Tech talk gets tense over equipment donations
By Joel Phelps
A conversation about whether to donate unused engineering equipment grew tense Tuesday between a teacher and an administrator.
The Arkadelphia Board of Education had tabled discussion on whether it would donate roughly $180,000 worth of the high school’s now-defunct engineering program to collegiate programs at Henderson State and Ouachita Baptist universities. The topic was tabled earlier this month because of the bare quorum present to make the decision. Jeff Root, noting he is related to the head of the engineering program at Ouachita, recused himself from the discussion then as well as Tuesday.
Since then, the school district’s administration has discussed ways to profit from the equipment. Rendi Currey, administrative assistant, suggested the use of Gov Deals to bid out unwanted school property to other districts. If no bids were received, she said, donating the items could then be an option.
Bud McMillion, instructional facilitator at Arkadelphia High School, reminded the board that the equipment in question was paid for with grant money rather than school district funds. “If you did sell it, you’ll be selling something that somebody else bought for you,” he said.
Tammy Barger, the school district’s business manager, argued that once an item is given to the school district it becomes the property of that district.
“That’s true,” McMillion agreed, “but where is the money going to go? If you sell the equipment who gets the money?”
“The board could make a decision if they have a particular thing they want to do,” Barger replied. “In the time I’ve been here we’ve never gotten a great deal of money out of anything we’ve tried to sell that was used.” Barger indicated she had no say in the matter but noted there were ways to sell the property.
“That didn’t answer the question of where the money would go,” McMillion said. “What account would the money go into?”
“Probably my personal bank,” Barger quipped. “I don’t know, sir. This is the board. They make that decision. When the money comes in I receipt it into the general fund unless I’m told specifically to do something special with it.”
“Would the high school get access to the money?”
“That’s what you’d have to talk to [the board] about.”
Casey Motl, presiding over the meeting, joked that the “outdoor heat has seemingly found its way indoors” before asking McMillion if he had an estimate for the value of the depreciated property. McMillion fired back that he was no expert at determining the value of equipment he’s never sold, and recommended “hiring an expert” if the board wanted to know its worth.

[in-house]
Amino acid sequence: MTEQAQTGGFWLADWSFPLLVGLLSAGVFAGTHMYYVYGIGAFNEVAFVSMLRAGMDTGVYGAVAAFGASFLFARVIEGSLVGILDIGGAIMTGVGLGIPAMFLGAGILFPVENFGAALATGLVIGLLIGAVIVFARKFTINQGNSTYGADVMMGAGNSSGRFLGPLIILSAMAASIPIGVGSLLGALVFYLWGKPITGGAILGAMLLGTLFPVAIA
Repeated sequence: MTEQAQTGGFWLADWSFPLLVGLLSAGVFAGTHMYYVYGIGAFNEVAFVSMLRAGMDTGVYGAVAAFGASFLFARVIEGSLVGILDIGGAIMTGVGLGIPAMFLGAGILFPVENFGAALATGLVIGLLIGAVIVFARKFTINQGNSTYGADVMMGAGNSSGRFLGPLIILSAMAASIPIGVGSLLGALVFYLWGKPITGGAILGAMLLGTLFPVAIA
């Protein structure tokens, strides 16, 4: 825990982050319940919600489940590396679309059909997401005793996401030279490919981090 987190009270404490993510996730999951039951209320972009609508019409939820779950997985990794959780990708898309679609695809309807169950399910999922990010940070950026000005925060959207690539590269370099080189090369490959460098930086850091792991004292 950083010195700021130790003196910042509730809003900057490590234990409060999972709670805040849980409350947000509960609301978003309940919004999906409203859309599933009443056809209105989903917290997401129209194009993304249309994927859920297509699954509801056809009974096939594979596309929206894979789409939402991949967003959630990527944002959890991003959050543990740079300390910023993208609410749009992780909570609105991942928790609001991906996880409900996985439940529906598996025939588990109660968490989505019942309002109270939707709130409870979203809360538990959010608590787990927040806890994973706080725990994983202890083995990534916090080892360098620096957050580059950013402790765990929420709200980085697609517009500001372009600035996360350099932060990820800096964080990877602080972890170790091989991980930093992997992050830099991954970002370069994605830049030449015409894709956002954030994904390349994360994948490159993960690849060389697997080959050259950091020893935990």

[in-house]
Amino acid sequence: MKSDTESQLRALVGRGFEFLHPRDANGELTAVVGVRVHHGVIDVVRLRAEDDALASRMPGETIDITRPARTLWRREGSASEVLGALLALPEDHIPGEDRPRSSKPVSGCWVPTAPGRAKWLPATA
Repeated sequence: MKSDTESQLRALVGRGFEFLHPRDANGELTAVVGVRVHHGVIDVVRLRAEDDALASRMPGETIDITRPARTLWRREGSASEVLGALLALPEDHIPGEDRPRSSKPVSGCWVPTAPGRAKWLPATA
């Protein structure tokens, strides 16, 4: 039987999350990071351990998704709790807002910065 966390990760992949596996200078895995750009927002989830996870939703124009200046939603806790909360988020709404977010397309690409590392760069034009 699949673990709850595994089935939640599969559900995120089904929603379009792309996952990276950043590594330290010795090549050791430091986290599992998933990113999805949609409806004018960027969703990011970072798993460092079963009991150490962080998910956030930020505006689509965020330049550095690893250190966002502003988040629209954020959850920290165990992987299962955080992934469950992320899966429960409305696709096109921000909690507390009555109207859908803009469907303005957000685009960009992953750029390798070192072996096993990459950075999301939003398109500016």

The conversation went in different directions among board members and administrators until Kenneth Harris motioned to donate the equipment, followed by a swift second from Clark Tennyson. More discussion ensued until Harris called his motion to question. The motion carried unanimously by a vote of hands.
After an executive session that lasted about 20 minutes, the board reconvened in public to approve the following personnel recommendations:
Sydney Miller, first grade teacher, Perritt
Shaylee Marshall, fourth grade teacher, Peake
Cheyenne Parker, special education teacher, Perritt
Magen Atkinson, secondary math/physics teacher, AHS
Brett Serviss, biology/chemistry teacher, AHS
Ryan Wilkerson, assistant Band director
Carlos Udave, assistant Band director
Sidney Medley, middle school math teacher, Goza
Sharonda Bell, special education paraprofessional
Phyllis DeLoach, special education paraprofessional
Jodie Daniell, from instructional facilitator at Peake to dyslexia interventionist
Kathy Crow, from third grade teacher at Peake to ESOL interventionist
Incoming Superintendent Nikki Thomas will be paid $140,000 per year on an annual contract. Upon receiving a doctorate, her annual salary will increase to $150,000.
Thomas will also receive benefits such as a district-owned vehicle, laptop and cell phone.
An emotional goodbye
In her final report as superintendent, an emotional Karla Neathery thanked the board, staff and parents for “taking a chance on me. I certainly enjoyed working with you and for you. I appreciate your support, and your respect, and your professionalism more than you’ll ever know, and I wish you the best.”
The school board and the dozen or so educators in attendance began applauding, then everyone stood and continued their applause as Neathery tried to hold back tears.
The board heard a facilities update on the new Peake Elementary School campus.
It approved two memorandums of understanding: one renewed an annual contract with OrthoArkansas for an athletic trainer, and one renewed the school district’s agreement with the Arkadelphia Police Department for use of school resource officers. The possibility of hiring a third SRO for its elementary campuses was discussed, but neither party has finalized the details. It was said there should be a third SRO in place by the time the school year begins.
The school board tabled approval of the K-12 student handbook for a final revision. Harris took issue with some of the wording in the district-wide handbook (as opposed to a handbook distributed at each campus), saying some items that address older students may not be age-appropriate for younger students.
The board OK’d the purchase of Chromebooks for students.
Principals from each campus delivered their School Improvement Plans to the board. The board gave tentative approval to those plans and may revisit them once Thomas begins her role as superintendent.